Web3.js serves as a comprehensive toolkit empowering developers to establish connections with blockchains via various communication methods, such as HTTP, IPC, or WebSocket.
Normally, each blockchain possesses its own customized version or library, similar to Web3.js, which caters to its distinctive functionalities and protocols.
For example, Ethereum has Web3.js for interacting with its blockchain, while Solana has Solana-Web3.js designed specifically for Solana.
These libraries provide developers with the tools and functions needed to interact with the respective blockchain, such as sending transactions, querying data, and managing smart contracts. The specific library used depends on the blockchain platform a developer is working with.
When compared to traditional APIs, Steven said that the new Solana Web3.js API is a better choice. It equips developers with more effective tools for creating applications in the industry.
In simpler terms, it’s like giving developers a better set of tools to build cool things on the Solana blockchain.
The decision to update the software was driven by user feedback. Developers expressed their desire for improved customization, less opinionated features, and the ability to meet diverse application requirements. Mango Protocol provided several examples to support these needs.
The engineer said that one significant improvement is making the new Web3.js API tree-shakable. “You told me, Steve, I’m happy that you offer all of these 110 billion methods for me to call but I only use three or five,” he said to the audience. “But when I include web3.js in my project, I get all of them whether I like it or not.”
So in response to this complaint, Steven explained that the compilers have been optimized to allow developers to choose the method they want to use without the need for extra tools that have been integrated into the Web3 Js tool.
It is a secure public-key signature system that is used in various protocols and software and has been implemented on AWS although it’s flagged off on a platform such as Chrome.
He went on to say that the reduction in bundle size for the new Web3.js is substantial, significantly outperforming its predecessor.
In a real-world example, the Solana Explorer experienced a 26% size reduction on the homepage after migrating to the new Web3.js, demonstrating the practical impact of these improvements.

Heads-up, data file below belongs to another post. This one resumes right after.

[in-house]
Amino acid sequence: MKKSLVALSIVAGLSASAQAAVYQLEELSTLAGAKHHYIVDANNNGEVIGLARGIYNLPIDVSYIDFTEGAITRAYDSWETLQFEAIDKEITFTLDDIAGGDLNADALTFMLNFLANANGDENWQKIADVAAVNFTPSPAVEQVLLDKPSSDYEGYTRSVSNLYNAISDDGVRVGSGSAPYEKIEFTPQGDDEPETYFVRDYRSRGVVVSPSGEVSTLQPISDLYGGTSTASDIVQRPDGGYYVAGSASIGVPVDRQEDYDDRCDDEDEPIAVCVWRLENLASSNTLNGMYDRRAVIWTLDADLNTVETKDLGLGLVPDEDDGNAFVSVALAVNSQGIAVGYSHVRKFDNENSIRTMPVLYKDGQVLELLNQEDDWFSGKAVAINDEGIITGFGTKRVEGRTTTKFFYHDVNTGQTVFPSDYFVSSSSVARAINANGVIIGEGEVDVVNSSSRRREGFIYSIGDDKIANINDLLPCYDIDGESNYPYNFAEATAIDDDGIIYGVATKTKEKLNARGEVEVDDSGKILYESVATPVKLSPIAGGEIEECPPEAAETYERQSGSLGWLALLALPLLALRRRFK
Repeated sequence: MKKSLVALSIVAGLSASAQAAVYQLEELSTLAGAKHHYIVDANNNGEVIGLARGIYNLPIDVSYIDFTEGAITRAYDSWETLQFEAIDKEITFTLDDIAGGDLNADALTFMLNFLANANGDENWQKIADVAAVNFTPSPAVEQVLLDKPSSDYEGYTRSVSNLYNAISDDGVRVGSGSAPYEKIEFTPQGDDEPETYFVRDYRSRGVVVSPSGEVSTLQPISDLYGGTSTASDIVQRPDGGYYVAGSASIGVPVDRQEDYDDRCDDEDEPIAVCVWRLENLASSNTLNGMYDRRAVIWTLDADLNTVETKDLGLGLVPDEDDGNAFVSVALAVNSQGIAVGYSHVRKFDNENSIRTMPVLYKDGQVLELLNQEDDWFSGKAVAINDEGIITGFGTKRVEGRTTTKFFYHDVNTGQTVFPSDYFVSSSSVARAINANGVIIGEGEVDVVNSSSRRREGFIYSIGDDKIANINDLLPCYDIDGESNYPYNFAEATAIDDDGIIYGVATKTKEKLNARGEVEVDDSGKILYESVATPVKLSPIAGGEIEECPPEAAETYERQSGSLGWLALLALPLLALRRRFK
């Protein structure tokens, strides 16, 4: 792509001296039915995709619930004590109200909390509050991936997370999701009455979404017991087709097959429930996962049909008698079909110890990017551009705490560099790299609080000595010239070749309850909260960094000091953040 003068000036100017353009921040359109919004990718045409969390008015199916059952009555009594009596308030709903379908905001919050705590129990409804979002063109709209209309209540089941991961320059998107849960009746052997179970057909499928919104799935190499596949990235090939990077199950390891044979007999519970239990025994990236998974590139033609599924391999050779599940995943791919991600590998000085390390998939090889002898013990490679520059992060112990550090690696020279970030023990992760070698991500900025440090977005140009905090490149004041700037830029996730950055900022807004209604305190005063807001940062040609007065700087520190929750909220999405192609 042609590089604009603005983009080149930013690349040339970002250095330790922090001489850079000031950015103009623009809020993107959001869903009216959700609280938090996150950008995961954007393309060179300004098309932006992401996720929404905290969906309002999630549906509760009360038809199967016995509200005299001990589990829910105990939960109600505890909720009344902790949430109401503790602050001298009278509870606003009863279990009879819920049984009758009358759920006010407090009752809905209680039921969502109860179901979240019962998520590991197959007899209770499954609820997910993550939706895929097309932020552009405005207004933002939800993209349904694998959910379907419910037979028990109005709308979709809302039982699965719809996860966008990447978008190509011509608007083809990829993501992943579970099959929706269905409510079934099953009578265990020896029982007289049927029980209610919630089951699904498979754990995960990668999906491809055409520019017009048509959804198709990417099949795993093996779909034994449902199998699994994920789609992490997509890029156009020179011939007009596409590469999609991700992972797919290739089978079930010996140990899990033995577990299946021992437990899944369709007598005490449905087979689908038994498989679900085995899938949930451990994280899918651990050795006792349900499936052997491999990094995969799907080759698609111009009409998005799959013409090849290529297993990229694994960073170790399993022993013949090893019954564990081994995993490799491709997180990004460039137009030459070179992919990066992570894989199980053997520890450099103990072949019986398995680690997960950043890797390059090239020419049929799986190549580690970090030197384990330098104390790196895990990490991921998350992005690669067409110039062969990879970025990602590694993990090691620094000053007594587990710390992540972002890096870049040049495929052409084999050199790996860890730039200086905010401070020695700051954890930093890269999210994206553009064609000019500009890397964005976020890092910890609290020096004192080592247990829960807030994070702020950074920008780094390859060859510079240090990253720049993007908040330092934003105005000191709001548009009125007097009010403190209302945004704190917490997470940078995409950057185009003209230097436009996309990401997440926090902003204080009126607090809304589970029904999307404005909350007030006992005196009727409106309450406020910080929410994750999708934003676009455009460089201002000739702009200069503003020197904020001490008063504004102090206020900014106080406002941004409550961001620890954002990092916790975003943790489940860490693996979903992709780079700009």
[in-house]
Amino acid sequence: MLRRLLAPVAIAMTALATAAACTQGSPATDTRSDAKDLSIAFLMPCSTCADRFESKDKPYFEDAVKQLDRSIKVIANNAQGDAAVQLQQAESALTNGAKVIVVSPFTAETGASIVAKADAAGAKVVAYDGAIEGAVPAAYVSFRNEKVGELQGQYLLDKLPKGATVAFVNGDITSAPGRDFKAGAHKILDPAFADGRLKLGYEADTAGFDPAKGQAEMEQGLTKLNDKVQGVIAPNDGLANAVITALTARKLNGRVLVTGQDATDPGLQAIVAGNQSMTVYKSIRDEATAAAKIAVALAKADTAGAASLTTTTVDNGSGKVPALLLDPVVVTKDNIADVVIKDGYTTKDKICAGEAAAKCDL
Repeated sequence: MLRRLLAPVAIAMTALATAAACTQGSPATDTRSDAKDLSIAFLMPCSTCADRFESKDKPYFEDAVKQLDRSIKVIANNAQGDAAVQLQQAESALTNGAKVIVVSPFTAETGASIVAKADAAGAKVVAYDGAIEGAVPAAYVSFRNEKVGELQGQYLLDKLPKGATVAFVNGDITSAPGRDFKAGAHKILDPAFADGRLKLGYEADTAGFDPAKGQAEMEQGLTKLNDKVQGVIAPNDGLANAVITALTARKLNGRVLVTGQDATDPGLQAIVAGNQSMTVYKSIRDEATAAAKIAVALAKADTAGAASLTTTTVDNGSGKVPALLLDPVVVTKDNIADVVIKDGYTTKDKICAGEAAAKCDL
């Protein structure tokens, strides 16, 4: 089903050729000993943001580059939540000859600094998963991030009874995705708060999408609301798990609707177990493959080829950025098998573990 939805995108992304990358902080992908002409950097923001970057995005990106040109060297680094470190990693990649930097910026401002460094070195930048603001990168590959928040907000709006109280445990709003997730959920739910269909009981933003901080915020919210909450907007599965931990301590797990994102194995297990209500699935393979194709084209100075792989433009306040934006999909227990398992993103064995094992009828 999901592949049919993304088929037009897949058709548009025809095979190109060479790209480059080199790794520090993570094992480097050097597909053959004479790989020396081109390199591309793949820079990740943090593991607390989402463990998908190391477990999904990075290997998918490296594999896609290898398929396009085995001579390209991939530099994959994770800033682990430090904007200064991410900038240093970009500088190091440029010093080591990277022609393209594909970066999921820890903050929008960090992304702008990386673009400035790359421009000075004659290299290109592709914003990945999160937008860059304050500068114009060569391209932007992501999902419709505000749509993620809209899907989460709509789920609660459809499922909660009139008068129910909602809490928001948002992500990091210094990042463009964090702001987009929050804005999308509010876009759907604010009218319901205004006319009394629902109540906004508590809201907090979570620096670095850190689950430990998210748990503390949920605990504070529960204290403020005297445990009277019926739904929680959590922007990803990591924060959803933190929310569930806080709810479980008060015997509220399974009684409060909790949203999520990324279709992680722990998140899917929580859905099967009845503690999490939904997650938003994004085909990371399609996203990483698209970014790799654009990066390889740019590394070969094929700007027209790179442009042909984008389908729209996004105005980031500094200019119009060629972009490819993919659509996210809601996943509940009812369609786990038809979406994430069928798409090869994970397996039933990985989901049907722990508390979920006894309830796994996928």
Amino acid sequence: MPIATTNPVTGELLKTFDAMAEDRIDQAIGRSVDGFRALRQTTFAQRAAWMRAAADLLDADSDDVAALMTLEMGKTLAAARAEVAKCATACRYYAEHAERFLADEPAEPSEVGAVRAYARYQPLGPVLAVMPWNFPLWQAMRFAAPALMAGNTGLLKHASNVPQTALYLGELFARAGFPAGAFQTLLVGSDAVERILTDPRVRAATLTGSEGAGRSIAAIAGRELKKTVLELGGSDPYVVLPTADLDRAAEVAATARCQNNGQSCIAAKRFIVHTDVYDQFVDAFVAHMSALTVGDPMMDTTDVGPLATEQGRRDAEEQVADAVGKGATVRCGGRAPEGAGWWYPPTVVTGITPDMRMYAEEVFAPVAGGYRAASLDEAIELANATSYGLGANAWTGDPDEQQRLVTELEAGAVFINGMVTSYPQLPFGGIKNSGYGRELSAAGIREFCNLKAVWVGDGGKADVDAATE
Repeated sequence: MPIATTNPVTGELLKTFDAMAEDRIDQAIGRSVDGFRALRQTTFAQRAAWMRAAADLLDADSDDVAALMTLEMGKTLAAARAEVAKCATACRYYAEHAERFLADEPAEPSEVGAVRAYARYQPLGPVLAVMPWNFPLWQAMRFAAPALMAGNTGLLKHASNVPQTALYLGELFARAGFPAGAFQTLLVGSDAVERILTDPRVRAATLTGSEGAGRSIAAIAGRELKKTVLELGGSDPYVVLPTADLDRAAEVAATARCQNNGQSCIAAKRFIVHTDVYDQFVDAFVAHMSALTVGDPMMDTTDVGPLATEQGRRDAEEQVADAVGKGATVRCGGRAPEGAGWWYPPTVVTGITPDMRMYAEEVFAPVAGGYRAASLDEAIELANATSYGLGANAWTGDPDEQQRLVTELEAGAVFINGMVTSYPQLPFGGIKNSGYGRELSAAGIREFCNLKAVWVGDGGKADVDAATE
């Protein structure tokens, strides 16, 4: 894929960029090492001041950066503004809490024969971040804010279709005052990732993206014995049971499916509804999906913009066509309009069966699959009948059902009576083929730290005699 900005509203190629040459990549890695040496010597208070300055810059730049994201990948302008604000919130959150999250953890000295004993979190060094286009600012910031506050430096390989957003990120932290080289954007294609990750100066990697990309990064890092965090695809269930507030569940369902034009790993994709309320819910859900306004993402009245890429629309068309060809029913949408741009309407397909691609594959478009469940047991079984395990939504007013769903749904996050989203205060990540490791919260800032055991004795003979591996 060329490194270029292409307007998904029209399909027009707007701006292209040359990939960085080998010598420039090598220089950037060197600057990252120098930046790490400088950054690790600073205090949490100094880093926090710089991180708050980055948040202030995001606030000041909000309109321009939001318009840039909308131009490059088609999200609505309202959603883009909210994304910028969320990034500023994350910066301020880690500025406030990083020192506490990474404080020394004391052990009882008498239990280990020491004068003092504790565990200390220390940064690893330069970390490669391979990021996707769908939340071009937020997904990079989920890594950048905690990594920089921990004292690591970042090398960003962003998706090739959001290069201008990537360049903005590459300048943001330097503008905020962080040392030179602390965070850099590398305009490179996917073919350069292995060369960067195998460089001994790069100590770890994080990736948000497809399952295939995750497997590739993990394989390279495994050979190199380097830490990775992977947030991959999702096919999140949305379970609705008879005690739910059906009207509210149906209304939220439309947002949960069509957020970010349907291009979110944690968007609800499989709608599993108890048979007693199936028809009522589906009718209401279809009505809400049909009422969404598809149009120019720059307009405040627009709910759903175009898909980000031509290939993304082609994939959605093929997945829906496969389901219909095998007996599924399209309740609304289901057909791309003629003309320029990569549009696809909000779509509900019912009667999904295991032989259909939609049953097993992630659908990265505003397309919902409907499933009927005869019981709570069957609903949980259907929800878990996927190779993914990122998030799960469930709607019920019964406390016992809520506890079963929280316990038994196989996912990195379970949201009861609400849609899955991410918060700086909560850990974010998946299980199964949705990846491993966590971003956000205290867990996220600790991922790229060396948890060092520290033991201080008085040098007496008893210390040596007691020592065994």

Other changes integrated
The engineer added that the new RPC (Remote Procedure Call) API has been revamped to be more concise, with a focus on simplicity and cancelability while the new RPC transport is customizable, allowing developers to implement strategies like fallback mechanisms for handling different RPC endpoints.
Key management in the new Web3.js leverages native JS crypto keys, offering improved performance and leak resistance. The presentation highlighted the advantages of this approach, emphasizing the protection of private key content even in the event of unintentional logging.
Transaction builders have been unified, simplifying the process of constructing transactions with functional transforms. TypeScript integration plays a crucial role in providing developers with early detection of common errors, ensuring a smoother development process.
Looking ahead, he said that the Web3.js team is actively working on code generation tools for programs, promising an API that aligns more closely with developers’ objectives and desires.
This initiative aims to deliver tailored solutions for various programs, extending the benefits of Web3.js to a broader spectrum of applications.
Developers were encouraged to explore the technology preview, provide feedback, and participate in the migration process. Steven shared his willingness to offer one-on-one assistance to those undertaking the migration, emphasizing a collaborative approach to refining the Web3.js library.